Jean Lorber’s Volo’s Lost Encounters is a selection of five small adventures designed for a variety of levels, which are likely best employed to break the monotony of travel. I’d estimate most of the adventures shouldn’t take longer than a couple of hours to run, although Jean suggests 2-4 hours; I tend to run games quicker than most. The adventures use monsters depicted in Volo’s Guide to Monsters, hence the name of this collection.
I was instantly charmed by the first adventure, Roll for Inspiration, which sees a stone giant creating “art” by rolling rocks down a slope. Each rock creates a path, and the resulting design is quite attractive. Unfortunately, the path the rocks take pass over a road along which trading caravans travel. This, as you might imagine, causes some trouble, which the adventurers will have to deal with. The concept behind the adventure is extremely strong and creative; it makes perfect sense once I read it, but I’d never have thought of it.
The second adventure, By the Power of Hyena!, details a gnoll raid on a village. The adventurers come upon the raid in progress, and must stop the gnolls from completing a ritual that transforms hyenas into full-grown gnolls. It’s a simple scenario, with a few nice touches, such as a time limit before the ritual is completed.
The third adventure, An Army Marches on its Stomach… or Yours, has the adventurers meeting a goblinoid warband that is seeking food but not trouble. The resolution to this adventure could require combat or role-playing.
The fourth adventure, Noble Hearts Break Best, has a very strong story: the adventurers meet a knight who is being corrupted by an elven woman. All the knight must do to secure the love of the elf is sacrifice a village girl to the fey spirits. Unfortunately, he’s been mostly beguiled to follow the elf woman’s suggestions. The adventurers will need to persuade the knight to be true or otherwise defeat the elf – and her friends.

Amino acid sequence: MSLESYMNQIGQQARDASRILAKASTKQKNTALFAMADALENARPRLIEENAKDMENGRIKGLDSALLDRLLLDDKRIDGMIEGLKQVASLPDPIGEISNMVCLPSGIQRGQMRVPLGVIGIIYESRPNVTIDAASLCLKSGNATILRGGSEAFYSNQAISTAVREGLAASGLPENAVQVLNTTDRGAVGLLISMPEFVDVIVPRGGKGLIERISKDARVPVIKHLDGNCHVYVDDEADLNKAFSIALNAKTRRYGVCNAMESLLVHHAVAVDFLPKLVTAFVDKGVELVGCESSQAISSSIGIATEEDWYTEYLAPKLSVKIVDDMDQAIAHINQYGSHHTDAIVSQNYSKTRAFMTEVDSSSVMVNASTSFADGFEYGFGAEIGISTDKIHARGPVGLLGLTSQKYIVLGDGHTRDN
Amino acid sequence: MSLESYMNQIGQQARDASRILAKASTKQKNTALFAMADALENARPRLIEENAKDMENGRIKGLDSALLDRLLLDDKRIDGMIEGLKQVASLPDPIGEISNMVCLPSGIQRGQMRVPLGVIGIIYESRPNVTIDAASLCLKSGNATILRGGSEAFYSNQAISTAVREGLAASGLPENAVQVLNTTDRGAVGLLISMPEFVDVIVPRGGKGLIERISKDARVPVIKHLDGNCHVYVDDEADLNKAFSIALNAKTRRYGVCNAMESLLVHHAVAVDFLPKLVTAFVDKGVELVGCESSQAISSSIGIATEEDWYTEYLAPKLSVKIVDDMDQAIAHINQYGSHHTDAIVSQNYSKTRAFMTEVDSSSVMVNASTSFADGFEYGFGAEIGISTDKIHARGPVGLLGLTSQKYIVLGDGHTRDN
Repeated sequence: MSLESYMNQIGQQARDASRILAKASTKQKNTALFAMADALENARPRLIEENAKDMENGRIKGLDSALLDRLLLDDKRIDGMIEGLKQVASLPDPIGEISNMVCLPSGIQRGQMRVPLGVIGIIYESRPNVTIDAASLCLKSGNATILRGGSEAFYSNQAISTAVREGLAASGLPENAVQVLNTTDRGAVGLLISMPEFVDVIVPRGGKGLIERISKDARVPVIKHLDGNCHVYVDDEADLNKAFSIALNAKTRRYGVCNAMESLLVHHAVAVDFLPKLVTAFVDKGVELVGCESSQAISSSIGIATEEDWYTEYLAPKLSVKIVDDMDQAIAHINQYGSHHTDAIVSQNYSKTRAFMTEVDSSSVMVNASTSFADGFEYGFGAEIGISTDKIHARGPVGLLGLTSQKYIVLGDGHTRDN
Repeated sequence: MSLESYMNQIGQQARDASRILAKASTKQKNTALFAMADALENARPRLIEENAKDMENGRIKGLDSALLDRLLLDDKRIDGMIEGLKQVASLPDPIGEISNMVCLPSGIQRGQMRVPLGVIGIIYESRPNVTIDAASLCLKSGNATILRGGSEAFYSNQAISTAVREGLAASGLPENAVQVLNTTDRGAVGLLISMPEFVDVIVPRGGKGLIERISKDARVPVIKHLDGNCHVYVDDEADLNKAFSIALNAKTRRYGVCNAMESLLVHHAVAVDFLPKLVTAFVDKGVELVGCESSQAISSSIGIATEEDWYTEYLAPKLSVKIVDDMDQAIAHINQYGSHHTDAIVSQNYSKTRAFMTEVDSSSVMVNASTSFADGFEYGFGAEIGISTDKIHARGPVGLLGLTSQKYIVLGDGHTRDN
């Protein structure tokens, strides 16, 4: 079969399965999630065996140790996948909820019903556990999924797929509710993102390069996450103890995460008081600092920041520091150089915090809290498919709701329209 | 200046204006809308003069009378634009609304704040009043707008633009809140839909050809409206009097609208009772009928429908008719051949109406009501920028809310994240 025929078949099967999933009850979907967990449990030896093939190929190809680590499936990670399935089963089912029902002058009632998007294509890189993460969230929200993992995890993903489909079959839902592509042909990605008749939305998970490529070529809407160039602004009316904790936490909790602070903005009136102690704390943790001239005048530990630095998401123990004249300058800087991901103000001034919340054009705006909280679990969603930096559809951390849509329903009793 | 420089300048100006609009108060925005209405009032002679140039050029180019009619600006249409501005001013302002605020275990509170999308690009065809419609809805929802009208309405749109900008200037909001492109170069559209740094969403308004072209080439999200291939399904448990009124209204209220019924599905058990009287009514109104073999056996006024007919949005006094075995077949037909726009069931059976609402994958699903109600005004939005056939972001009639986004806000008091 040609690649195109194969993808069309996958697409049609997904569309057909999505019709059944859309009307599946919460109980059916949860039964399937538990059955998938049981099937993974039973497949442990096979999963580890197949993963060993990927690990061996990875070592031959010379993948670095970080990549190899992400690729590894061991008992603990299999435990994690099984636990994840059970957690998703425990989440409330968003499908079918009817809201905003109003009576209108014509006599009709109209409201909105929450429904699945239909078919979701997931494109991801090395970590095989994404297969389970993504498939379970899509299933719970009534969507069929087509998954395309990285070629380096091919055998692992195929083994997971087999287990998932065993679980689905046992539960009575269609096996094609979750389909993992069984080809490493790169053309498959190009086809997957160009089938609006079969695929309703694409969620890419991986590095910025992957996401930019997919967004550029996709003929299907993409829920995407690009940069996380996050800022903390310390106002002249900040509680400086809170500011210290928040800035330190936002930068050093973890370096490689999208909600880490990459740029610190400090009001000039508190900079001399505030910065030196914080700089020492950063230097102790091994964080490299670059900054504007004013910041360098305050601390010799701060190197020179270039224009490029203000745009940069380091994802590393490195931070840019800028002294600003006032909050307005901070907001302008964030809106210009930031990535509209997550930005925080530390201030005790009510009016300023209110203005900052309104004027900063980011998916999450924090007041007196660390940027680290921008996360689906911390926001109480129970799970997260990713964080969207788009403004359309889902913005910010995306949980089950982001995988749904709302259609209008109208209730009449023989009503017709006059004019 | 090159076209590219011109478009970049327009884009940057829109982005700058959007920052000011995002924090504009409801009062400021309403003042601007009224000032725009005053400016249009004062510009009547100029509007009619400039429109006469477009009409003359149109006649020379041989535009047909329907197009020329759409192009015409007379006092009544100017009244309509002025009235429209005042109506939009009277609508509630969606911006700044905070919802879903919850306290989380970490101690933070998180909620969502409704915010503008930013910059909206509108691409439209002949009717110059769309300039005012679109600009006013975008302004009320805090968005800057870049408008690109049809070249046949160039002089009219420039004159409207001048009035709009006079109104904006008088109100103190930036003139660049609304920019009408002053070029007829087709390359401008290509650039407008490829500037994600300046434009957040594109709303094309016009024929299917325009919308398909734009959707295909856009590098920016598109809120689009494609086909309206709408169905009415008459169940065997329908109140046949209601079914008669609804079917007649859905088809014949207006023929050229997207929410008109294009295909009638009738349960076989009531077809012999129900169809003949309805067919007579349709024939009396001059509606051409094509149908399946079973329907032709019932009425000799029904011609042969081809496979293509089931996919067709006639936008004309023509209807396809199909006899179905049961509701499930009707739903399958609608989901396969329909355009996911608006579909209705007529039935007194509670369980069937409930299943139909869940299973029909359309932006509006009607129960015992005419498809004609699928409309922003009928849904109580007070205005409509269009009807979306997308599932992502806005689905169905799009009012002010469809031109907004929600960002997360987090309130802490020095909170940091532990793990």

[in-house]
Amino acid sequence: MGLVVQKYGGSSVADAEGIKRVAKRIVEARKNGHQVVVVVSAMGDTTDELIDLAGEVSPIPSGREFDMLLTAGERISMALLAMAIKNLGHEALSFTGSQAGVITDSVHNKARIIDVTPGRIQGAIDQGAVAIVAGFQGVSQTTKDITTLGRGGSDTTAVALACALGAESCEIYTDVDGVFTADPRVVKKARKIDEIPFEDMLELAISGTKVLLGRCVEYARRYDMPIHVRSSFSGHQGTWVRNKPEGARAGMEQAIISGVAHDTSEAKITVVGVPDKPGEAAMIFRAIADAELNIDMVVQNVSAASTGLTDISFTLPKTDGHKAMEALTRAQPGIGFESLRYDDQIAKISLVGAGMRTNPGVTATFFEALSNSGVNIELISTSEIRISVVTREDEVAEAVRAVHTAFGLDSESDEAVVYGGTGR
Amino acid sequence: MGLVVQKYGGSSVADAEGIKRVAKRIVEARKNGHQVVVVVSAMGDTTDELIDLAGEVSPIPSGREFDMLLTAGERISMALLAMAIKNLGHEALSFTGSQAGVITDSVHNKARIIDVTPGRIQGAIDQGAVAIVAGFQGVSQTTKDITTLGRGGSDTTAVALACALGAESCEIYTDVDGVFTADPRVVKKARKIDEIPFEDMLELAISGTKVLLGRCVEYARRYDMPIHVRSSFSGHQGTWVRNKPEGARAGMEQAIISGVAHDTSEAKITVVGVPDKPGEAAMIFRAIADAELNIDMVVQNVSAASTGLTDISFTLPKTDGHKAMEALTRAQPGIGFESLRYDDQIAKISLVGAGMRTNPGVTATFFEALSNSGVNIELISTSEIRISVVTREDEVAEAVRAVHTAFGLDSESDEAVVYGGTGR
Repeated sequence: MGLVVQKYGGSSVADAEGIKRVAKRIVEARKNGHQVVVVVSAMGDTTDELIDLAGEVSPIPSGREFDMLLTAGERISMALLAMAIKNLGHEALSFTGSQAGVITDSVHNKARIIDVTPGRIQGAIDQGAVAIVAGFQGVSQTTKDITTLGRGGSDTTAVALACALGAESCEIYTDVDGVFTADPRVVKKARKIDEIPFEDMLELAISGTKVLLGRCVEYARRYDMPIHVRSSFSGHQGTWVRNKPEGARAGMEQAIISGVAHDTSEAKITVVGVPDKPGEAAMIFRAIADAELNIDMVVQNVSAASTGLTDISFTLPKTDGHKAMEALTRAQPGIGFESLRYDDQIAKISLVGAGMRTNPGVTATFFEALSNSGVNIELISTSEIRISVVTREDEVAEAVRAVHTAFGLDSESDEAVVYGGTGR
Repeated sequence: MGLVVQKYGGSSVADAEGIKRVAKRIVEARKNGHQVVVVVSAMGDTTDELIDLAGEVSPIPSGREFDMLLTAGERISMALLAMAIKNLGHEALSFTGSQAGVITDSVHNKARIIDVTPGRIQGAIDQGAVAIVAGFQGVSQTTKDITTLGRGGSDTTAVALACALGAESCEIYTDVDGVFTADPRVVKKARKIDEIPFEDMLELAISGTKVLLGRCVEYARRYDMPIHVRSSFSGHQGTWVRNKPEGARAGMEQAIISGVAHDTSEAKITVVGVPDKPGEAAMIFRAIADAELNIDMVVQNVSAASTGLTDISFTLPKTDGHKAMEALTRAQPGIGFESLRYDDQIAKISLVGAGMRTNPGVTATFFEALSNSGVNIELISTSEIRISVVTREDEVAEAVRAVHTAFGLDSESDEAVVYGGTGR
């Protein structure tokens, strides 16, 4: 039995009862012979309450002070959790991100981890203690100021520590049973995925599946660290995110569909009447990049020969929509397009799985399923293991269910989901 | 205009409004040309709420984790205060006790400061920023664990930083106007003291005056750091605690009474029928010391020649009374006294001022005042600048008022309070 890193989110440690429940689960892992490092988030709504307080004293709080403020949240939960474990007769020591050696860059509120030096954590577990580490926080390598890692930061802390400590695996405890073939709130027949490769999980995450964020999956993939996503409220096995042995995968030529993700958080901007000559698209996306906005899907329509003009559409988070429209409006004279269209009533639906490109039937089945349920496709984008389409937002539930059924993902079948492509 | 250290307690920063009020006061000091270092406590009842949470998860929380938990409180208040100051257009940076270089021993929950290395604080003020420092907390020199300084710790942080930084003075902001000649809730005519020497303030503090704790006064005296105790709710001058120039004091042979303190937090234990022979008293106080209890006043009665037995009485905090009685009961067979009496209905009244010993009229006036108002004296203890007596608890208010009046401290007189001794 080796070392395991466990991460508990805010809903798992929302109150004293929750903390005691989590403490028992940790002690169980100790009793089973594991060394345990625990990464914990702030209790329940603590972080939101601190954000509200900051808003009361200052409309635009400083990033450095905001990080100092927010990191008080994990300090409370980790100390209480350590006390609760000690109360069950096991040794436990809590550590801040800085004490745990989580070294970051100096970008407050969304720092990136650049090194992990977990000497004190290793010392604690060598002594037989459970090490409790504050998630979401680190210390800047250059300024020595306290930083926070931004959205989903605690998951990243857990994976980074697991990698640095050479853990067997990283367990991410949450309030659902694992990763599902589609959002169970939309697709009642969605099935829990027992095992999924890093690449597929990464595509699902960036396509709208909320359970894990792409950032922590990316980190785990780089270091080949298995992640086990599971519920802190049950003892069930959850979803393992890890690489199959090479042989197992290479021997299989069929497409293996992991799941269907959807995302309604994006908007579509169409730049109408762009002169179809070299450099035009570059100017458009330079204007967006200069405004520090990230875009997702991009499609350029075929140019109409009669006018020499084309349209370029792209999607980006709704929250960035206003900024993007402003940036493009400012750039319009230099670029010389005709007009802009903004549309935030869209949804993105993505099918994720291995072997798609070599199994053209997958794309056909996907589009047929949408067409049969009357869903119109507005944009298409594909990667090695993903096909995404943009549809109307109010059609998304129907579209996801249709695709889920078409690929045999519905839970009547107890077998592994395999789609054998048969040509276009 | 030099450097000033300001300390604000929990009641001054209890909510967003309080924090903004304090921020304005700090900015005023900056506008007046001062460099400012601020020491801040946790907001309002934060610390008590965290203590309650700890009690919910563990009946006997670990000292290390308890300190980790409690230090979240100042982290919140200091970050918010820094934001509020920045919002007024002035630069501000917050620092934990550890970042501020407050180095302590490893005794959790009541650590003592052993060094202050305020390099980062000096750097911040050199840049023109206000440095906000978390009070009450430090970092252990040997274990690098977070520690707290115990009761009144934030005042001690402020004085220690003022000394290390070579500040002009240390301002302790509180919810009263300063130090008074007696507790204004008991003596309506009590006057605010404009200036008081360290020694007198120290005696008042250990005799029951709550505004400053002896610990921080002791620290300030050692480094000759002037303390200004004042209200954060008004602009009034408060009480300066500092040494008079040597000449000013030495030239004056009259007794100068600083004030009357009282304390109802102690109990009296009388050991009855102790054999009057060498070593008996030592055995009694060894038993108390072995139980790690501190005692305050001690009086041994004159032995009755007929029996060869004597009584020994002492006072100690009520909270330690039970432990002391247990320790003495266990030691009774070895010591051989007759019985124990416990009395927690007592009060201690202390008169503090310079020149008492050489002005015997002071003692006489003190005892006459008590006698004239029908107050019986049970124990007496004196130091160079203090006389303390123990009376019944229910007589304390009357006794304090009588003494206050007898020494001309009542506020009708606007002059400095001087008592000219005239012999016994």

The fifth and final adventure, Think of the Children, places the adventurers in an unusual place: witnessing the children of an orc encampment being kidnapped by raiders. The choice of aiding the orcs or not is left up to the players; it’s the most problematic of the adventures and the one I’m least likely to use.
These are strong adventures. They are well-written and formatted, and the maps are very good. I’m not particularly fond of the stylistic decision to have “STEALTH checks” or a “a DC12 SURVIVAL check”; the normal D&D styling is “Dexterity (Stealth) checks” and “a successful DC 12 Wisdom (Survival) check”. Having a standard format for writing rule elements in adventures is very important to aid your readers (DMs) understand what you mean. I’m not quite sure what to make of the “Challenge Ratings” for each encounter; 5E uses an Easy, Medium, Hard and Deadly system paired with the level of the adventure to rate the difficulty of encounters. For such short adventures as these ones, with few combats, you want combats on the Hard or Deadly end of things.
Overall, I highly recommend this product. It isn’t flawless, but it’s got a lot of good ideas and interesting situations to play with.